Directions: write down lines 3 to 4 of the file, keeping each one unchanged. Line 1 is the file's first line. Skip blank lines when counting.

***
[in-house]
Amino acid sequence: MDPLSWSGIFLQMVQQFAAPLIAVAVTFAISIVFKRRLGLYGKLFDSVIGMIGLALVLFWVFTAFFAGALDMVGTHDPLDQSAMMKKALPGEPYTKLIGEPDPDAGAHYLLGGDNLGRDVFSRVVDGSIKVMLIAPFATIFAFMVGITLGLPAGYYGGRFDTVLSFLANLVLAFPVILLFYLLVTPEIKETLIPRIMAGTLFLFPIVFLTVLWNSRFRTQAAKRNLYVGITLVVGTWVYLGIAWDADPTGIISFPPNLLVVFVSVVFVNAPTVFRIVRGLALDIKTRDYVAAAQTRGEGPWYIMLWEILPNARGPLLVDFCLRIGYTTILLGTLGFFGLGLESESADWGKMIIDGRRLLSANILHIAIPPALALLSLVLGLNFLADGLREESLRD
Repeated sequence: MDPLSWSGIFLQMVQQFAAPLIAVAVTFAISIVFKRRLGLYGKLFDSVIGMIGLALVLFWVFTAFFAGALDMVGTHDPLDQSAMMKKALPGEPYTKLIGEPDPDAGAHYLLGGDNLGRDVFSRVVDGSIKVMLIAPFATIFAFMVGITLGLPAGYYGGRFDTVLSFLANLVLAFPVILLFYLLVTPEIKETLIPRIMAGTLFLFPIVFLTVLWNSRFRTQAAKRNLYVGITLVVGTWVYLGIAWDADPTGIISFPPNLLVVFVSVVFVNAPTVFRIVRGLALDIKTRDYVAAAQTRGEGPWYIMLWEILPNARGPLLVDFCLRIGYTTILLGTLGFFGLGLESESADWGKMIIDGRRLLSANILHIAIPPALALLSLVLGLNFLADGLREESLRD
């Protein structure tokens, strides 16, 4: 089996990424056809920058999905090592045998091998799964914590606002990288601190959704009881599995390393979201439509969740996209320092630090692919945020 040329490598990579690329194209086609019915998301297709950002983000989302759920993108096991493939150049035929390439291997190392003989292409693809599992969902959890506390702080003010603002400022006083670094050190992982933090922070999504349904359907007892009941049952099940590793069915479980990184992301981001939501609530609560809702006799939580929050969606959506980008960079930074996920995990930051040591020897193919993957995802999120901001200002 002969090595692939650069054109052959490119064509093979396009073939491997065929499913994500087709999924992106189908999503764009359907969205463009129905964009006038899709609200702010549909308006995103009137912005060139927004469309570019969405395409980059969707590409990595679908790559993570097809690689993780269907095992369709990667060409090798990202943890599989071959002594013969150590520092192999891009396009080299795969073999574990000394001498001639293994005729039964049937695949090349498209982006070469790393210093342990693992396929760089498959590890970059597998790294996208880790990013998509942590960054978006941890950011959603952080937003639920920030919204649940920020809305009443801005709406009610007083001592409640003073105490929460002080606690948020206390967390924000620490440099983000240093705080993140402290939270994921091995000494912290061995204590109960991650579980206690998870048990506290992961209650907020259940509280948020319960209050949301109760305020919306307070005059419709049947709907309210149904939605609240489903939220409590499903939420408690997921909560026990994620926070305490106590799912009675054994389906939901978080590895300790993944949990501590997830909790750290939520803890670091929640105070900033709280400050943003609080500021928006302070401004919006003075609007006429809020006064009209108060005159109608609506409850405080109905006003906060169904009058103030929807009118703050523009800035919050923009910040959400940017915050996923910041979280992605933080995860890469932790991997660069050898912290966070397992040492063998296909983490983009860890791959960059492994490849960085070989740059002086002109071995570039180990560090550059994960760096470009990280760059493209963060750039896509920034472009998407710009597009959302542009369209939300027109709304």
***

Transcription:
Repeated sequence: MDPLSWSGIFLQMVQQFAAPLIAVAVTFAISIVFKRRLGLYGKLFDSVIGMIGLALVLFWVFTAFFAGALDMVGTHDPLDQSAMMKKALPGEPYTKLIGEPDPDAGAHYLLGGDNLGRDVFSRVVDGSIKVMLIAPFATIFAFMVGITLGLPAGYYGGRFDTVLSFLANLVLAFPVILLFYLLVTPEIKETLIPRIMAGTLFLFPIVFLTVLWNSRFRTQAAKRNLYVGITLVVGTWVYLGIAWDADPTGIISFPPNLLVVFVSVVFVNAPTVFRIVRGLALDIKTRDYVAAAQTRGEGPWYIMLWEILPNARGPLLVDFCLRIGYTTILLGTLGFFGLGLESESADWGKMIIDGRRLLSANILHIAIPPALALLSLVLGLNFLADGLREESLRD
């Protein structure tokens, strides 16, 4: 089996990424056809920058999905090592045998091998799964914590606002990288601190959704009881599995390393979201439509969740996209320092630090692919945020 040329490598990579690329194209086609019915998301297709950002983000989302759920993108096991493939150049035929390439291997190392003989292409693809599992969902959890506390702080003010603002400022006083670094050190992982933090922070999504349904359907007892009941049952099940590793069915479980990184992301981001939501609530609560809702006799939580929050969606959506980008960079930074996920995990930051040591020897193919993957995802999120901001200002 002969090595692939650069054109052959490119064509093979396009073939491997065929499913994500087709999924992106189908999503764009359907969205463009129905964009006038899709609200702010549909308006995103009137912005060139927004469309570019969405395409980059969707590409990595679908790559993570097809690689993780269907095992369709990667060409090798990202943890599989071959002594013969150590520092192999891009396009080299795969073999574990000394001498001639293994005729039964049937695949090349498209982006070469790393210093342990693992396929760089498959590890970059597998790294996208880790990013998509942590960054978006941890950011959603952080937003639920920030919204649940920020809305009443801005709406009610007083001592409640003073105490929460002080606690948020206390967390924000620490440099983000240093705080993140402290939270994921091995000494912290061995204590109960991650579980206690998870048990506290992961209650907020259940509280948020319960209050949301109760305020919306307070005059419709049947709907309210149904939605609240489903939220409590499903939420408690997921909560026990994620926070305490106590799912009675054994389906939901978080590895300790993944949990501590997830909790750290939520803890670091929640105070900033709280400050943003609080500021928006302070401004919006003075609007006429809020006064009209108060005159109608609506409850405080109905006003906060169904009058103030929807009118703050523009800035919050923009910040959400940017915050996923910041979280992605933080995860890469932790991997660069050898912290966070397992040492063998296909983490983009860890791959960059492994490849960085070989740059002086002109071995570039180990560090550059994960760096470009990280760059493209963060750039896509920034472009998407710009597009959302542009369209939300027109709304």